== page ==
At Cambridge Associates, I discovered through experimentation that you can restore faith in the financial system by applying an acute focus on improving the customer experience. Through research, interviews, and data analysis, it became clear that we could deliver solutions customers loved by making things faster, simpler, cheaper, safer, more transparent, and more conscious.
As a product manager, my teams built technology to help non-profits grow their endowments and mitigate risk. By accomplishing our objectives, we helped our clients fulfill their missions to drive social, economic, environmental, and educational change in the world.
Today, I continue to lead product development teams at Cambridge Associates by day. By night, I am an MBA candidate at Georgetown University, where I co-founded Georgetown FinTech, a student organization that fosters a community passionate about innovation, careers, and opportunities that intersect finance and technology.
In my free time, I enjoy giving back to my community through BUILD and Startup Hoyas, two organizations that help high school and college students launch their own businesses. Through these organizations, I have helped over 100 entrepreneurs build lean startups, secure funding, and scale their businesses.
There has never been a better time in history to start a business than right now – Gary Vaynerchuk
How do you know when to start something new and pursue your passion?! The answer is THERE IS NO RIGHT TIME. You just have to get off your ass and do it!
Many of you are going to think, ‘Well how on earth am I supposed to know where I start?’ Here are some quick lessons that have helped me find my north star…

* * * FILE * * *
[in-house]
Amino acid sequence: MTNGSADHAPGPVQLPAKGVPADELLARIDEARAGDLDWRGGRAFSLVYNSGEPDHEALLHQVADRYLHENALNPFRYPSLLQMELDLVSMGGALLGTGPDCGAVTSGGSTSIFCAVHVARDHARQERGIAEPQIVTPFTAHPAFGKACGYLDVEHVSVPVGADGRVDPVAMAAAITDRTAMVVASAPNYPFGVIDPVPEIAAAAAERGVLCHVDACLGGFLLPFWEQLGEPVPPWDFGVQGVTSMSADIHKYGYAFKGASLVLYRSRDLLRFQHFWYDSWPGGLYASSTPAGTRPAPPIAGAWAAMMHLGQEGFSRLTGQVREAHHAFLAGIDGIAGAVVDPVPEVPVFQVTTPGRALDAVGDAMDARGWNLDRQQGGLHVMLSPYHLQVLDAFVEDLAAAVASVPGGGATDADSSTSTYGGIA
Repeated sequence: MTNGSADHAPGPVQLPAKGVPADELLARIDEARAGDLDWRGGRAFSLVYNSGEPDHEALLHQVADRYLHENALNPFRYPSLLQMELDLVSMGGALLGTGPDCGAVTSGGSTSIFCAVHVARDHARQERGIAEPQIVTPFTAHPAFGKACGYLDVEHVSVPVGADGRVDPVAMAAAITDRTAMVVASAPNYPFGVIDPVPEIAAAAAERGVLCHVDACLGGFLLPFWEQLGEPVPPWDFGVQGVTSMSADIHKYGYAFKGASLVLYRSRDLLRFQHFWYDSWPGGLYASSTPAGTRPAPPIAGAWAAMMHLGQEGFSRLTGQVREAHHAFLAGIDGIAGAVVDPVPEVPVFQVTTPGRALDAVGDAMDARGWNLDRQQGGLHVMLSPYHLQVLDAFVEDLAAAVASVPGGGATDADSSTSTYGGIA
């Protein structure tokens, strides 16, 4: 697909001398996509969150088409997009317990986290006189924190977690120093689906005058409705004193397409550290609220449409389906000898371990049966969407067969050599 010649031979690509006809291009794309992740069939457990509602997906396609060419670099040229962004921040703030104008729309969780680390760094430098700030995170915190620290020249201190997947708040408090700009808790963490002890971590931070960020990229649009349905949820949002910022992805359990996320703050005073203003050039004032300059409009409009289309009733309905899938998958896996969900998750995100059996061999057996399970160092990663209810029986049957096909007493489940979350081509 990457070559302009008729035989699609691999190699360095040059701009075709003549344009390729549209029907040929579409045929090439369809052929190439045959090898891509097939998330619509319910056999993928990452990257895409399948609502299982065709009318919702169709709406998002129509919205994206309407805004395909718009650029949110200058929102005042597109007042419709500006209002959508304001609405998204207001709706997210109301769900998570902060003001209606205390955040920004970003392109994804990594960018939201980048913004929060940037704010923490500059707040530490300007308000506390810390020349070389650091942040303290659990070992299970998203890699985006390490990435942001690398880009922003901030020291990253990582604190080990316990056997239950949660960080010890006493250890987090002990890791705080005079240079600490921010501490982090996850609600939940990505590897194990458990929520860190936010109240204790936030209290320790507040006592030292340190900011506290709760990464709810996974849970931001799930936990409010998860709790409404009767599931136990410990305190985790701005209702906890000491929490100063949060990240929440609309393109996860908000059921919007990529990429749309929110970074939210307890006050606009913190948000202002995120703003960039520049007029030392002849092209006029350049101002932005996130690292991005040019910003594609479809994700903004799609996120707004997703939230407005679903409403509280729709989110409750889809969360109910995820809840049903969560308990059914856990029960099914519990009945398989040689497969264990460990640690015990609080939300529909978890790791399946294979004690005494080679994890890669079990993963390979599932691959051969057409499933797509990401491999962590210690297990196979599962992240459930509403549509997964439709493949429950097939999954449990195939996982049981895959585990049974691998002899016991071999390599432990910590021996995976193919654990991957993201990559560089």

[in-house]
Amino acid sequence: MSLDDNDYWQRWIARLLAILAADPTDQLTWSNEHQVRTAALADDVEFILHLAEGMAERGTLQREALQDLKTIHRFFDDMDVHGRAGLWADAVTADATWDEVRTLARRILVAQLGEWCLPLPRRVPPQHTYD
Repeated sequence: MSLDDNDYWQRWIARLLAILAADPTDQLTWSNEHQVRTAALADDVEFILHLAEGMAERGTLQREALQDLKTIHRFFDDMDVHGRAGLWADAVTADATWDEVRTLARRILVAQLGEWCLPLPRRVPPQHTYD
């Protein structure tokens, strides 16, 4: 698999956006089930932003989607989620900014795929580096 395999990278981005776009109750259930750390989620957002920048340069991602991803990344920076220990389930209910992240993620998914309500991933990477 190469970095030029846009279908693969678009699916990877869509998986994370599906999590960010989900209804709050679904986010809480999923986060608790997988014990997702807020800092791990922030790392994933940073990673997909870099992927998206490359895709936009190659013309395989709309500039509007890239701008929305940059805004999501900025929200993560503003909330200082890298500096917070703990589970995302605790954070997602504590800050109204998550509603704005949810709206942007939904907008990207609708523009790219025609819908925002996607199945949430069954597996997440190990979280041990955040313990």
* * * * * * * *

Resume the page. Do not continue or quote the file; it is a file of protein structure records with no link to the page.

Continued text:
1) Find your passion
For me it’s somewhere at the intersection of startups, fintech and social imact. What is it for you?
2) Launch a blog
Your blog will be your home base and the central location of your brand. After all, you are your business. Everything you do will be linked back to your blog. Make this your world — whatever your passionate about — and make your blog the best place on the internet to learn more about it.
3) Create awesome content
If you want to be taken seriously in the world, you’re going to want to create the best content on the internet about the subject your passionate about. Create blog posts, vlogs, podcasts, and other content that will draw your community to you! Let your passion shine!! Be fun, bright, bold, unique, but most importantly be authentically you!
4) Market that crap out of yourself
Post your content on facebook, twitter, instagram, or anywhere that might help you get your word out. Market your content in facebook groups, subreddits, linkedin forums, and any other places where you might find people in your community with shared passions. For me, it’s communities passionate about startups, fintech, and social impact.
5) Make money
At first, you won’t have any leverage to earn dough, but once you’ve established yourself as a thought leader in your space, monetize your passions through advertising, speaking gigs, retail swag, consulting… the sky’s the limit. It might take months, even years, before you’re able to earn a single dollar for your hard work, but don’t lose sight of the long game.
Remember, you’re doing this because you love it. If you love it, you won’t mind working 12..14…16 hours days to make it happen. If you’re feeling burned out, maybe it’s because you haven’t found your true passion — if you are working on something you’re passionate about, 9 times out of 10 you’re going to be happy busting ass to turn your dreams into reality.
I want to hear more about what you’re passionate about. Drop a line in the comments section below to let me know what you’re working on!!
As always, keep rockin!